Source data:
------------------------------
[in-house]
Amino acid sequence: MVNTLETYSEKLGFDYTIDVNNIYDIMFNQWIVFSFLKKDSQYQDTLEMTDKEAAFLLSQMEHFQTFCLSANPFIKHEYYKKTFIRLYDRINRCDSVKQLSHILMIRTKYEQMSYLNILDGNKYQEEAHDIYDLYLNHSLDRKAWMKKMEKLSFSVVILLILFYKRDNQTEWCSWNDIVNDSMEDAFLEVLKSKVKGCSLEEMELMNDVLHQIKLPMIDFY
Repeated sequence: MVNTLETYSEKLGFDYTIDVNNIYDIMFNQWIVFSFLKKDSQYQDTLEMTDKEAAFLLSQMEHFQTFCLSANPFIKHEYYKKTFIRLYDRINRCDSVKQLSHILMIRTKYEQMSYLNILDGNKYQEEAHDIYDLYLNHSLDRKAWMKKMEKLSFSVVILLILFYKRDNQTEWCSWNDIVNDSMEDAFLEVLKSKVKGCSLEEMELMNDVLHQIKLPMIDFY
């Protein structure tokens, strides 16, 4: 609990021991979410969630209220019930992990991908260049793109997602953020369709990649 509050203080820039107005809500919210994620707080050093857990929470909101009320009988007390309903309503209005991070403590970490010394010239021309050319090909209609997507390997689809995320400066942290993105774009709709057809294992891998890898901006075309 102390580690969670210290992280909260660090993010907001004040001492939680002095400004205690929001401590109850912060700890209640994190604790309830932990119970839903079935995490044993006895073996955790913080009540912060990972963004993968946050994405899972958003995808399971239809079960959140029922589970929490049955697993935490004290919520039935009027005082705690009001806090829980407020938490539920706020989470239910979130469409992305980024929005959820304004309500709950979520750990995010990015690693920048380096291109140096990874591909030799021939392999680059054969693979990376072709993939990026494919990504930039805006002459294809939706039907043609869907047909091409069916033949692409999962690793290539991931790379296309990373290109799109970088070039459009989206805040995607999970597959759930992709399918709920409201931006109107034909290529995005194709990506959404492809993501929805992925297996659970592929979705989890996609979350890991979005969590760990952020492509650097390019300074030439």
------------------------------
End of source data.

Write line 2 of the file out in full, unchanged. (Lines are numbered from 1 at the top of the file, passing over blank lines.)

Amino acid sequence: MVNTLETYSEKLGFDYTIDVNNIYDIMFNQWIVFSFLKKDSQYQDTLEMTDKEAAFLLSQMEHFQTFCLSANPFIKHEYYKKTFIRLYDRINRCDSVKQLSHILMIRTKYEQMSYLNILDGNKYQEEAHDIYDLYLNHSLDRKAWMKKMEKLSFSVVILLILFYKRDNQTEWCSWNDIVNDSMEDAFLEVLKSKVKGCSLEEMELMNDVLHQIKLPMIDFY